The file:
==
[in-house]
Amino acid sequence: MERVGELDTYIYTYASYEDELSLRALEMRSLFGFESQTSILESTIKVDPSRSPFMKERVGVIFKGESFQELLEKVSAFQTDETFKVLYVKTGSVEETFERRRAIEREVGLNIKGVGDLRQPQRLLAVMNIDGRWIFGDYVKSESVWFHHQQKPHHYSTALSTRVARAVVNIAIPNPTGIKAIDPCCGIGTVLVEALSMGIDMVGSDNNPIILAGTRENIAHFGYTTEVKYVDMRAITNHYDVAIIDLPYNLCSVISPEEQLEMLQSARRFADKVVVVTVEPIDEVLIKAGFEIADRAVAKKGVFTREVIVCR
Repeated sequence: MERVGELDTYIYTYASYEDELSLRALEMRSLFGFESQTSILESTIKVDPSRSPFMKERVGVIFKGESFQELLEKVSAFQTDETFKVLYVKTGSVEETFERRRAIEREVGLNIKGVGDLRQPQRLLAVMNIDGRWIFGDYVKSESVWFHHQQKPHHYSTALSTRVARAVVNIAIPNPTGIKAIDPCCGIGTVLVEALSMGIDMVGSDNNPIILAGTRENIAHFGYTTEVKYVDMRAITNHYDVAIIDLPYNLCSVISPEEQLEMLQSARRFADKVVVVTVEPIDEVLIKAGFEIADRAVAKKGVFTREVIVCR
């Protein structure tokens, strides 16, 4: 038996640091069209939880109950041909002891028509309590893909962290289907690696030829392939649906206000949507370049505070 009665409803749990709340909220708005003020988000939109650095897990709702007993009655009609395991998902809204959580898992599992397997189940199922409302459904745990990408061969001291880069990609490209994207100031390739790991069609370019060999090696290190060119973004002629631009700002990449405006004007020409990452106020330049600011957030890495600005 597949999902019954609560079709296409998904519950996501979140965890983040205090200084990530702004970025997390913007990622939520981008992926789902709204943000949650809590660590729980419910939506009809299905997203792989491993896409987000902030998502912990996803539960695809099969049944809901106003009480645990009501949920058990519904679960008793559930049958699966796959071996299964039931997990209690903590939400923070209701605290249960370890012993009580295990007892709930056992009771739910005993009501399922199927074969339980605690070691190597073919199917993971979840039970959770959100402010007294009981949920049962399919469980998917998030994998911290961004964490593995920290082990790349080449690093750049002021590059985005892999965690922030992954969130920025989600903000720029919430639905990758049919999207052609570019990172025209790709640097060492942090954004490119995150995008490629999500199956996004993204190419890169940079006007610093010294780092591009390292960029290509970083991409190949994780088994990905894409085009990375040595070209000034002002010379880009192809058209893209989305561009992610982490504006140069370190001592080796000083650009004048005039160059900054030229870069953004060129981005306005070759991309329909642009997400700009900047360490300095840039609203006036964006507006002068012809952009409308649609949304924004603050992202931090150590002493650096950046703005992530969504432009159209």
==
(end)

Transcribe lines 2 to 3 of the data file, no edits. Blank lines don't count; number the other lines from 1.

Amino acid sequence: MERVGELDTYIYTYASYEDELSLRALEMRSLFGFESQTSILESTIKVDPSRSPFMKERVGVIFKGESFQELLEKVSAFQTDETFKVLYVKTGSVEETFERRRAIEREVGLNIKGVGDLRQPQRLLAVMNIDGRWIFGDYVKSESVWFHHQQKPHHYSTALSTRVARAVVNIAIPNPTGIKAIDPCCGIGTVLVEALSMGIDMVGSDNNPIILAGTRENIAHFGYTTEVKYVDMRAITNHYDVAIIDLPYNLCSVISPEEQLEMLQSARRFADKVVVVTVEPIDEVLIKAGFEIADRAVAKKGVFTREVIVCR
Repeated sequence: MERVGELDTYIYTYASYEDELSLRALEMRSLFGFESQTSILESTIKVDPSRSPFMKERVGVIFKGESFQELLEKVSAFQTDETFKVLYVKTGSVEETFERRRAIEREVGLNIKGVGDLRQPQRLLAVMNIDGRWIFGDYVKSESVWFHHQQKPHHYSTALSTRVARAVVNIAIPNPTGIKAIDPCCGIGTVLVEALSMGIDMVGSDNNPIILAGTRENIAHFGYTTEVKYVDMRAITNHYDVAIIDLPYNLCSVISPEEQLEMLQSARRFADKVVVVTVEPIDEVLIKAGFEIADRAVAKKGVFTREVIVCR